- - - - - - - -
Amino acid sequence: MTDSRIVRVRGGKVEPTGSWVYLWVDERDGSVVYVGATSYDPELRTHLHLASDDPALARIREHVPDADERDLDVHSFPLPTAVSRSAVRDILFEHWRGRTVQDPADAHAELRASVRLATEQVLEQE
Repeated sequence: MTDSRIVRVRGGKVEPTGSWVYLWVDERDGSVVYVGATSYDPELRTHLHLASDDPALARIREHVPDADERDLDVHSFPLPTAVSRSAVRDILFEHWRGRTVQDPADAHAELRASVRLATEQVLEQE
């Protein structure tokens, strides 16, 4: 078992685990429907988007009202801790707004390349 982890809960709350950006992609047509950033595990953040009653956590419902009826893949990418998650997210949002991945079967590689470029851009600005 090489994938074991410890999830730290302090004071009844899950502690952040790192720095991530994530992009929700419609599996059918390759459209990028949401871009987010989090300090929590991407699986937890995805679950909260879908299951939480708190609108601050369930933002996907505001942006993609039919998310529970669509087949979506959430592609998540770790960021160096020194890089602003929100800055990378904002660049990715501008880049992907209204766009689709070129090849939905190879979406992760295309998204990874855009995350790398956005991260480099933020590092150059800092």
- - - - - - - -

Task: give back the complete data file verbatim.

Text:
Amino acid sequence: MTDSRIVRVRGGKVEPTGSWVYLWVDERDGSVVYVGATSYDPELRTHLHLASDDPALARIREHVPDADERDLDVHSFPLPTAVSRSAVRDILFEHWRGRTVQDPADAHAELRASVRLATEQVLEQE
Repeated sequence: MTDSRIVRVRGGKVEPTGSWVYLWVDERDGSVVYVGATSYDPELRTHLHLASDDPALARIREHVPDADERDLDVHSFPLPTAVSRSAVRDILFEHWRGRTVQDPADAHAELRASVRLATEQVLEQE
């Protein structure tokens, strides 16, 4: 078992685990429907988007009202801790707004390349 982890809960709350950006992609047509950033595990953040009653956590419902009826893949990418998650997210949002991945079967590689470029851009600005 090489994938074991410890999830730290302090004071009844899950502690952040790192720095991530994530992009929700419609599996059918390759459209990028949401871009987010989090300090929590991407699986937890995805679950909260879908299951939480708190609108601050369930933002996907505001942006993609039919998310529970669509087949979506959430592609998540770790960021160096020194890089602003929100800055990378904002660049990715501008880049992907209204766009689709070129090849939905190879979406992760295309998204990874855009995350790398956005991260480099933020590092150059800092």